This is the fourth and final post in our series about 64-bit installation development in InstallShield. The previous posts are located here:
In Scenario 3, an application has both 32-bit and 64-bit components. For this, one installation project can be used to build both the 32-bit and 64-bit installations. You may find this is not as difficult as it sounds.
Let’s assume we are working with a new installation project and we only want to create Single Exe releases. Here are the general steps:
- Create a feature called AllVersions. Set the Release Flags property to AllVersions.
- Create a feature called x86. Set the Release Flags property to x86.
- Create a feature called x64. Set the Release Flags property to x64.
- Associate all of the components that apply to both x86 and x64 versions of the application with the AllVersions feature.
- Associate all of the components that apply to the x86 version of the application with the x86 feature.
- Associate all of the components that apply to the x64 version of the application with the x64 feature. The Setup Design view now looks like this:
- In the Releases view, create a Product Configuration called x86. Set the Setup File Name property to setup_x86.
- In the Releases view, create a Product Configuration called x64. Set the Setup File Name property to setup_x64.
- Under the x86 Product Configuration node, create a SingleExe release called x86. Set the Release Flags property to AllVersions,x86.
- Under the x64 Product Configuration node, create a SingleExe release called x64. Set the Release Flags property to AllVersions,x64. The Releases view now looks like this:
- Create a .NET application (called Launch.exe) that when run, checks the Windows bit-type, either 32-bit or 64-bit. If the application is being run on 32-bit Windows, execute setup_x86.exe. If the application is being run on 64-bit Windows, execute setup_x64.exe.
- Add Launch.exe to the Support Files view, Language Independent folder.
Now that the installation has been set up, how do we build the releases? Here are the instructions for that:
- To create the 32-bit installer, in the General Information view, make sure the Template Summary field is set to Intel;1033 Then, go to the Releases view, click on the x86 release and build it.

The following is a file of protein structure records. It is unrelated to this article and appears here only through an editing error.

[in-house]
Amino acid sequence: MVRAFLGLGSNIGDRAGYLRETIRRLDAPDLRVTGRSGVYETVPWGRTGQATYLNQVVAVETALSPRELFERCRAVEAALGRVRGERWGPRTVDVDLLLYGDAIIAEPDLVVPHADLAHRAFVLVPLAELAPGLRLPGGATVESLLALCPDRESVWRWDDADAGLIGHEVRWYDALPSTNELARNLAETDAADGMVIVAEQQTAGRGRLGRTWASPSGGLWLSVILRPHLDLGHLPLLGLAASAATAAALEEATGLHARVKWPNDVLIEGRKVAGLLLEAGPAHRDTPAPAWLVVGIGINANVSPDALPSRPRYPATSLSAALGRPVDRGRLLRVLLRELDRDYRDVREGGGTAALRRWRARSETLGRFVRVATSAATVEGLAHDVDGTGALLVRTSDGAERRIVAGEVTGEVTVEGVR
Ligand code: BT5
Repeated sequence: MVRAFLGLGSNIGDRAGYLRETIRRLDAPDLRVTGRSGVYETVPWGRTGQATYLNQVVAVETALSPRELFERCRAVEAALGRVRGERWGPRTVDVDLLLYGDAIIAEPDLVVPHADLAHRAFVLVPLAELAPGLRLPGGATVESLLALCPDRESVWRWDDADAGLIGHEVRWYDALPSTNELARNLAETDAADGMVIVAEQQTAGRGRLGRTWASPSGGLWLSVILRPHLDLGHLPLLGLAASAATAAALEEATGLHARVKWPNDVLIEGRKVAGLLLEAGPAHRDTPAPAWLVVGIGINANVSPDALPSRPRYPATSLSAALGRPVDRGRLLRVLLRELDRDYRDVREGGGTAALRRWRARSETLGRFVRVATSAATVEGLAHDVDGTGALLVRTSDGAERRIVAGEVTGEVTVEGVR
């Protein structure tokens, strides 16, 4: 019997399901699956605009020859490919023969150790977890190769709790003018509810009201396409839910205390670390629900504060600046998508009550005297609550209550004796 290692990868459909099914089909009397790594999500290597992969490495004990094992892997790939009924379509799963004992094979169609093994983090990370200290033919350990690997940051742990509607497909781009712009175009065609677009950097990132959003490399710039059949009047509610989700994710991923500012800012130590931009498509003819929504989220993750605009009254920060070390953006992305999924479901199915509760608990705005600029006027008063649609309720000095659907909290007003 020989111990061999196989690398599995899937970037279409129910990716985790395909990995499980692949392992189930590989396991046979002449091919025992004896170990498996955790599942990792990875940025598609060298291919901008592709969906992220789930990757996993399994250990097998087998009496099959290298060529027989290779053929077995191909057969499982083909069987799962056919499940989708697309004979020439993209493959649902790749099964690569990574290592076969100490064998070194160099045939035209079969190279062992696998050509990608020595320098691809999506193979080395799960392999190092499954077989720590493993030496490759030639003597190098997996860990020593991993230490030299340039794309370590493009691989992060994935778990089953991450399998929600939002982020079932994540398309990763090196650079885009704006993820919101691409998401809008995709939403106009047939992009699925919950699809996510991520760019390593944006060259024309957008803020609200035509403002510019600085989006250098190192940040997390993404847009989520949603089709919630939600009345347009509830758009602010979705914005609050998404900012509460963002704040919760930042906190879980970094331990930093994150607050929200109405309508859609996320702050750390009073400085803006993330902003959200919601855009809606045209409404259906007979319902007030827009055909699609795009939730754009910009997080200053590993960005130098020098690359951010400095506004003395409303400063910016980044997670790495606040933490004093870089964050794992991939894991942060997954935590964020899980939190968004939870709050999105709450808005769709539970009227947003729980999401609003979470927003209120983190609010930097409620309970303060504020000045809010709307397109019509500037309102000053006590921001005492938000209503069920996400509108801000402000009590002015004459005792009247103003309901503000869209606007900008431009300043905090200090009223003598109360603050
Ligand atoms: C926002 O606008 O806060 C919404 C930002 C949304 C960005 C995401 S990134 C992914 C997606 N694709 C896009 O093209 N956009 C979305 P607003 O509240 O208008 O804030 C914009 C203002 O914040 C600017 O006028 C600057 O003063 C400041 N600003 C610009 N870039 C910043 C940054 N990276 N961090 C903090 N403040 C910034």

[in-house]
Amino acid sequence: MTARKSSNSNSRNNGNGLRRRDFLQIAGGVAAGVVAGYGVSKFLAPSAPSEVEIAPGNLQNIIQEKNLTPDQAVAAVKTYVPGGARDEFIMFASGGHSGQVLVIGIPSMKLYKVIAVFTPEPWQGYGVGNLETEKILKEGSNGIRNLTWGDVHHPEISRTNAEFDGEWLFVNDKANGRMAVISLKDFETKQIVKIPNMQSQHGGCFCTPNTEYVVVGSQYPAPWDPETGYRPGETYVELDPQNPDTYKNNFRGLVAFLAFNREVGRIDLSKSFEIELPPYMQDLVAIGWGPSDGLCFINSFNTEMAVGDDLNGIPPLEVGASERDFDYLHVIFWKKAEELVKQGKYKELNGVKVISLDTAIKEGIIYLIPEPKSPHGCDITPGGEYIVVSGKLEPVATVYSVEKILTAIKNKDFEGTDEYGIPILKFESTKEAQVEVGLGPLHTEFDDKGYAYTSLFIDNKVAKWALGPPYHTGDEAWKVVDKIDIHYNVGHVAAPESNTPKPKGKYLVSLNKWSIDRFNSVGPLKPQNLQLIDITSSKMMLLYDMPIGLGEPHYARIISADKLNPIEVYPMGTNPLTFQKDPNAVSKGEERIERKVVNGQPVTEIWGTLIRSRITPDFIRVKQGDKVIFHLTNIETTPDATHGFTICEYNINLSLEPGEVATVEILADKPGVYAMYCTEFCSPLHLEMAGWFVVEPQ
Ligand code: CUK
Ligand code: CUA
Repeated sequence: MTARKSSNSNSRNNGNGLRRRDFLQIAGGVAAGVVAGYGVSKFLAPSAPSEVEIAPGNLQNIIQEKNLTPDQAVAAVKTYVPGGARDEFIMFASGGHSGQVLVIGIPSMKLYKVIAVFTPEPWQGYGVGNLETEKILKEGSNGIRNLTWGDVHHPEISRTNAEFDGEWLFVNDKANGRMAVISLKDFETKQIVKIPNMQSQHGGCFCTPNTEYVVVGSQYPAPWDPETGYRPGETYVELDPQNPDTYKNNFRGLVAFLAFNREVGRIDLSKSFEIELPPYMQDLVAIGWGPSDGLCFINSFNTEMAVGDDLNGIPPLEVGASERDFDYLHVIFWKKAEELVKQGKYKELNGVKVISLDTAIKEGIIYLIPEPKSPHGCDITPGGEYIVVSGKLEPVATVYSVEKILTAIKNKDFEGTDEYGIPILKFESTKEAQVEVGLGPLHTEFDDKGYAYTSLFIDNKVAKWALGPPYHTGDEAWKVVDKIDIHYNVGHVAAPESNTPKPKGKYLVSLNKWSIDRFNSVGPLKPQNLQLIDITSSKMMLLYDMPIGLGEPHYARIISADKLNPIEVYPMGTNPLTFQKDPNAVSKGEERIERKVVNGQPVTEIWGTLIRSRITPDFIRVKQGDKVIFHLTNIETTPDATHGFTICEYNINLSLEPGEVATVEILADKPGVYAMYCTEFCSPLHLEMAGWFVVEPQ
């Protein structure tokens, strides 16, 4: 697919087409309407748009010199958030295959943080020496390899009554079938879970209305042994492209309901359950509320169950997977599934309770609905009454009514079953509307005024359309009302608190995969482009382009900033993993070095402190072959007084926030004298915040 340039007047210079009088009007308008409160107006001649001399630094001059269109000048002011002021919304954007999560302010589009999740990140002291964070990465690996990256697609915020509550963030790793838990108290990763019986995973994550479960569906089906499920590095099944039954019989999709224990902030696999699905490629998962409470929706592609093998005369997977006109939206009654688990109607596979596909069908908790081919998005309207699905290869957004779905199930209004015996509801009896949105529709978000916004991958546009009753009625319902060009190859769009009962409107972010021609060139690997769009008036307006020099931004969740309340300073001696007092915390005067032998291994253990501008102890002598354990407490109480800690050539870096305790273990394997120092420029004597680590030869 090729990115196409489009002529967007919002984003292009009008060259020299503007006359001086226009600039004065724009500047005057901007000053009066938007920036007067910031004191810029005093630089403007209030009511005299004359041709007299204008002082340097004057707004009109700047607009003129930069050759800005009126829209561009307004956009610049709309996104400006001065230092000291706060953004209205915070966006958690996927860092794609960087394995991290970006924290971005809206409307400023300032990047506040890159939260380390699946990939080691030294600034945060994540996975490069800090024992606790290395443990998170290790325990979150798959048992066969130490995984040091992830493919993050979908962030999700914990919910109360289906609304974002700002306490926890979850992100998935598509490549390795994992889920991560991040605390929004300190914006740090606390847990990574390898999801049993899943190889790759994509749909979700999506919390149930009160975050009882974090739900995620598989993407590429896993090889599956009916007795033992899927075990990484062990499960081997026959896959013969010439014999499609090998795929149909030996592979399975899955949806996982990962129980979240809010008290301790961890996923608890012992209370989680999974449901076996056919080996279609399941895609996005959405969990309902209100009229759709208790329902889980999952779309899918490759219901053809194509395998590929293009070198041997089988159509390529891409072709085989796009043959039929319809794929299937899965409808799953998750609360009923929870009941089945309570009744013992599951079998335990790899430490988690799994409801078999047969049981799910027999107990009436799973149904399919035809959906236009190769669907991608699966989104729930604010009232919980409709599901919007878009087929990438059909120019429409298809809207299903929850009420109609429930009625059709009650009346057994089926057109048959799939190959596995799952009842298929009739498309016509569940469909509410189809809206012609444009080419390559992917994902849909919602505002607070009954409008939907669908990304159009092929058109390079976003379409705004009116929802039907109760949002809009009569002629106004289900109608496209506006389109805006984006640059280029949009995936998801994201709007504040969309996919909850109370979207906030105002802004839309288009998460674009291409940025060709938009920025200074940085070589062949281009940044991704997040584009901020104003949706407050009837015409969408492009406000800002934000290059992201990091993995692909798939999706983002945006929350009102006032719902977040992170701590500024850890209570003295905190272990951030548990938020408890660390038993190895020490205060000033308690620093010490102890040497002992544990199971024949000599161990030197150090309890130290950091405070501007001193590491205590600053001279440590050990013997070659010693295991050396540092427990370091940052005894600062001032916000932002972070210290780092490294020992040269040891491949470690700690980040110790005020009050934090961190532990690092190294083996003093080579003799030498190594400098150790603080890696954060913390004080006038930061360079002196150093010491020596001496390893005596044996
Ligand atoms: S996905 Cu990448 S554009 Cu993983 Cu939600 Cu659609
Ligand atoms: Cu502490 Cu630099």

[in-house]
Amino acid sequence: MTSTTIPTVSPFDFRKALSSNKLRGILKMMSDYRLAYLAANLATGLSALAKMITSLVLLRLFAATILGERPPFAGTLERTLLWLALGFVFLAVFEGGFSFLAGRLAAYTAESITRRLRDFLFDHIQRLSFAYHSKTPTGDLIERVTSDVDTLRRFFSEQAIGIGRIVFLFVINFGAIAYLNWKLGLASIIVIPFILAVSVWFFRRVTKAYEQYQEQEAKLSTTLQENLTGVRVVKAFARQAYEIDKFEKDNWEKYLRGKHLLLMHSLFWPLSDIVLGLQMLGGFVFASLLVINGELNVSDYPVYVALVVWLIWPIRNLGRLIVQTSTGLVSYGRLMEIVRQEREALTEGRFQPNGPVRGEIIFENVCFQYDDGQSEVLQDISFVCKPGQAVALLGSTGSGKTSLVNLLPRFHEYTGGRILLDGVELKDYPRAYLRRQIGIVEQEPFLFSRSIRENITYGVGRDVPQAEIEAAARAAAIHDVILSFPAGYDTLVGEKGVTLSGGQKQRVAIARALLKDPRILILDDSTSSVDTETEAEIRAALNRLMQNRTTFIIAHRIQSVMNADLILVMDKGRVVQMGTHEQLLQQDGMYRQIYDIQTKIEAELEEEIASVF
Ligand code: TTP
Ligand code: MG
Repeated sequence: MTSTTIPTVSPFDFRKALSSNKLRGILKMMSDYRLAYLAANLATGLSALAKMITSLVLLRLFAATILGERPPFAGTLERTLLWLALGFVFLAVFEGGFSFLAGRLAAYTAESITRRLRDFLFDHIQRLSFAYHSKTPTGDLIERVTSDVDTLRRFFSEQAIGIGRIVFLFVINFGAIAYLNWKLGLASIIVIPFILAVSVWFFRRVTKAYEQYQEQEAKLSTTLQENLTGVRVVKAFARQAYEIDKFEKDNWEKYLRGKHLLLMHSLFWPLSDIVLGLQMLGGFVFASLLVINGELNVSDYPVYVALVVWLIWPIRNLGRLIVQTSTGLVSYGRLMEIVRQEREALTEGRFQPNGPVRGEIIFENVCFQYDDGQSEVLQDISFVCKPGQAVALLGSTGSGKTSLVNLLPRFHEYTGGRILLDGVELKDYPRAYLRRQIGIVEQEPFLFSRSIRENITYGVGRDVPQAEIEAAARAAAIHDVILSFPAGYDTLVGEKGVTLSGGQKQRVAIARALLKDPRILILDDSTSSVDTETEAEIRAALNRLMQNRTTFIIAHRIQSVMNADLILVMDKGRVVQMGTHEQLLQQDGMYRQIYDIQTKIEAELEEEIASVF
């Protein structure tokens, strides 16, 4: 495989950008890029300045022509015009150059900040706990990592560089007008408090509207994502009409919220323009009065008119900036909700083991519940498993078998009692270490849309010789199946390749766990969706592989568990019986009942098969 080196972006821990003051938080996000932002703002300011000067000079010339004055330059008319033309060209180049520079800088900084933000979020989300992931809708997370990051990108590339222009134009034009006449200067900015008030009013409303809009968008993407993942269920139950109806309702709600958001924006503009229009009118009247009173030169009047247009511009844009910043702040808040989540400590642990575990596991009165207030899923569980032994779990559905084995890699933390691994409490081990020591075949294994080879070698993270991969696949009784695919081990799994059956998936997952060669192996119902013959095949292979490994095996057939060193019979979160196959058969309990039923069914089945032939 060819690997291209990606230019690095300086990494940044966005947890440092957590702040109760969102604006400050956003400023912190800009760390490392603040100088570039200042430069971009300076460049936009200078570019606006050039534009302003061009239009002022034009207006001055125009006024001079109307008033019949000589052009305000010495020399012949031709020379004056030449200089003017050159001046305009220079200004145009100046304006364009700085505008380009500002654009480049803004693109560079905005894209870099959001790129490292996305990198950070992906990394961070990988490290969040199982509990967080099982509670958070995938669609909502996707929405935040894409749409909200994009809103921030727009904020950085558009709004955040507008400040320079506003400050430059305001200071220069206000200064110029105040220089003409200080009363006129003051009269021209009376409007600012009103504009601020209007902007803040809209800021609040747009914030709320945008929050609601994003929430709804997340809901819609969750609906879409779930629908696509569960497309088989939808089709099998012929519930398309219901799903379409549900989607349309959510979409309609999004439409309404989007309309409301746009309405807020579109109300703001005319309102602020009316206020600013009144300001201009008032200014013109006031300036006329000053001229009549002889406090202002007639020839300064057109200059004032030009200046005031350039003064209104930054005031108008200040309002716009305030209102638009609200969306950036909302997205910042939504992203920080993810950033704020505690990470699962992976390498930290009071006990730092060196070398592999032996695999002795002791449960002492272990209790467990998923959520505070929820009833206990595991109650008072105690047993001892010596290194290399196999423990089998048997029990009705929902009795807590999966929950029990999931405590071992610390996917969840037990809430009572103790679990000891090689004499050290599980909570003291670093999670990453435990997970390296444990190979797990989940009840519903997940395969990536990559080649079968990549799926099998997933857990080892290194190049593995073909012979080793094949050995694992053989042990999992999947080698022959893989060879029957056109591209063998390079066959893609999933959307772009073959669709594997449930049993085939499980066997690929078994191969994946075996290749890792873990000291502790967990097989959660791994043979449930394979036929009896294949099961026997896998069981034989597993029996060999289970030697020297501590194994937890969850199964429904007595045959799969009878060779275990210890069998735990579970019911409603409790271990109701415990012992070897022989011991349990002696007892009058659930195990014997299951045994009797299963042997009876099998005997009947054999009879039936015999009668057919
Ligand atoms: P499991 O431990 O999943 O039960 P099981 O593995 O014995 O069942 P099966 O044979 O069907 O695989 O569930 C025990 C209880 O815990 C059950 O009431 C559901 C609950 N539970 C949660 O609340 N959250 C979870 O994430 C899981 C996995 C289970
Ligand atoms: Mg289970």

- To create the 64-bit installer, set the Template Summary field to x64;1033 Then go to the Releases view, click on the x64 release and build it.
- For the customer, you need three files, Launch.exe, setup_x86.exe, and setup_x64.exe. The user runs Launch, it detects the OS, and runs the appropriate setup program.
What I have just outlined is how I handle this common scenario. I have used it many times, and it works well. Now that I have given you the information, you probably have some questions. So, let me read your mind and answer them for you.
Q: This information is all well and good, but my boss only wants to have one setup.exe file that works on both 32-bit and 64-bit Windows. There has to be a way to do that. If you don’t have the answer, it must be out there somewhere. What if I call InstallShield tech support and ask them how to do it with one setup.exe file?
A: Go ahead and call them. They will tell you the same thing I have. There is no way to get around having separate 32-bit and 64-bit versions of setup.exe.
Q: I still don’t believe you. I bet you are holding out on us and saving the secret information on having one setup.exe, so you can put it into your InstallShield Training courses. That’s right, isn’t it?
A: No, I’m not holding out on you. I have just told you everything I know about this subject. If you look at the Table of Contents for the courses I have created for InstallShield 2010 and 2011, you will see that the 64-bit information isn’t there. I haven’t put it in yet. That’s why I’m giving it out on this blog.
Q: I still don’t believe you, as you are a known trickster. You’re holding out on us, right?
A: Okay, you got me. You have worn me down to the point where I must confess that I do have the secret information on having one setup.exe. It’s just that my bosses at the NSA won’t let me give it to you.